While many of us would rather create a savings plan for a dream vacation rather than contemplate our own mortality, it’s important to consider estate planning as a critical part of your overall financial plan.
Estate planning is like a road map for those handling your finances after your death. A good estate plan can help those closest to you manage your assets and plan for the distribution of your wealth and property. Understanding the essentials of estate planning can help ensure your wishes are carried out, your loved ones are protected, and may help to minimize potential conflicts.
But where do you start?
We sat down with Nicole Ewing, Director, Tax and Estate Planning, TD Wealth, and Michelle Berger, Senior Manager, Estate Services, TD Canada Trust, to ask some of the questions you might have when it comes to estate planning.
When should I start estate planning?
Nicole Ewing: We like to recommend that people begin estate planning as soon as they reach the age of majority. Estate planning should be a holistic exercise that takes into consideration your unique circumstances and objectives and often involves a Will, Power of Attorney for both property and personal care, beneficiary designations on registered plans and insurance policies, trusts, marriage contracts, and even partnership or shareholder agreements.
Certain life events may also trigger you to begin the exercise, including having children, getting married or moving in with a partner, the breakdown of a relationship, purchasing a home, and becoming aware of a health condition that could result in death or incapacity.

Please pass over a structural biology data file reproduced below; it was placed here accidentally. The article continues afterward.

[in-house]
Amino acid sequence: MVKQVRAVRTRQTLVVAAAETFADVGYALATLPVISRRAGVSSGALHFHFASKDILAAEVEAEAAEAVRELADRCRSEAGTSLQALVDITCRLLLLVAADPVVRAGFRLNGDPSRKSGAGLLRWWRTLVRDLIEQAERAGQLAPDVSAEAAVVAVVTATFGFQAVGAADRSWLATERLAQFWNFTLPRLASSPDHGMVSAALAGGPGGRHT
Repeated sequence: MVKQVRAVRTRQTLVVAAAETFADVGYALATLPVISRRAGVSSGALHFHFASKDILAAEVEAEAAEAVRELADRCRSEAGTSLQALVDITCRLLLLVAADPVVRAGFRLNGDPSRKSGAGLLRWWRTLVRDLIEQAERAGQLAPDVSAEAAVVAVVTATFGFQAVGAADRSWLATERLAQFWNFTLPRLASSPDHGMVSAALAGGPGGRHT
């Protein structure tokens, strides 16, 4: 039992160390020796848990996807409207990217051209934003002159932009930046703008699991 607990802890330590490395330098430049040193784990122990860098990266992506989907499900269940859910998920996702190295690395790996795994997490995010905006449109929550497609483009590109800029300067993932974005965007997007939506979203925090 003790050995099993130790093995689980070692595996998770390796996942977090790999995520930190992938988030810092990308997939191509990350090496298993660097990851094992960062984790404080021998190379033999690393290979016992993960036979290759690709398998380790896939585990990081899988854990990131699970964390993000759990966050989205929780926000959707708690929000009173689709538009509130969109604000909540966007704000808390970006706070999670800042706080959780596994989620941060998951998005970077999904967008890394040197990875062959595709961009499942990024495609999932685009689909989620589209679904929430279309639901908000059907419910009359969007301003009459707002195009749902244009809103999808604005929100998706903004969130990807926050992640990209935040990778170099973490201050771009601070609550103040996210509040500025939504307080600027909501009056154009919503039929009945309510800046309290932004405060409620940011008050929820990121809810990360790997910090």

Without estate planning documents, the rules of the province or territory where you live will dictate who has the right to make decisions about your property and personal care, and how your assets will be distributed.
How does a Will fit into my estate plan?
Michelle Berger: While a Will is only one component of a fulsome estate plan, it is an important element. A Will provides your executor with the information they need to act on your behalf and oversee the distribution of your estate according to your wishes.
A common misconception is that you need to have “wealth” to need a will, which is not the case. If something is important to you in life, make sure you are considering what your wishes are for that person, pets, property or cherished heirloom when you die.
If you die intestate (without a Will), the process to appoint an administrator for your estate can be very time-consuming and costly, and your family may need to guess what your final wishes were. This ambiguity can create friction and even disputes. By having a Will, you streamline this process, hopefully saving time, money and stress, and eliminating the guesswork for your loved ones – giving you peace of mind.
When should someone consider a trust?
NE: If you’re unable to enter into binding financial contracts yourself (for instance, if you’re a minor), assets gifted to you may have to be held in trust until you’re an adult. This can be achieved by setting up a formal trust relationship, which typically entails the preparation of a legal document known as a deed of trust, which sets out specifics as to how the trust is to be administered and when and how the trust assets are to be distributed to the beneficiary.
Trusts are incredibly useful when planning for blended families, beneficiaries who are minor beneficiaries, and beneficiaries with disabilities, but they may also be used where maintaining privacy or avoiding a Will challenge is a priority. They are also very useful when succession planning for a family business or for outlining specific requests for beneficiaries.
When should someone appoint an executor and who should they be?
MB: An executor is appointed via a Will and is considered to be your representative to administer your Estate in the event of your death. You can appoint one person or multiple persons to share the responsibility for administering your estate and it is a best practice to consider naming alternate executor(s) in case your primary executor(s) dies or is unable or unwilling to act. Being an executor is a complex and time-consuming role and should be considered thoughtfully when appointing someone.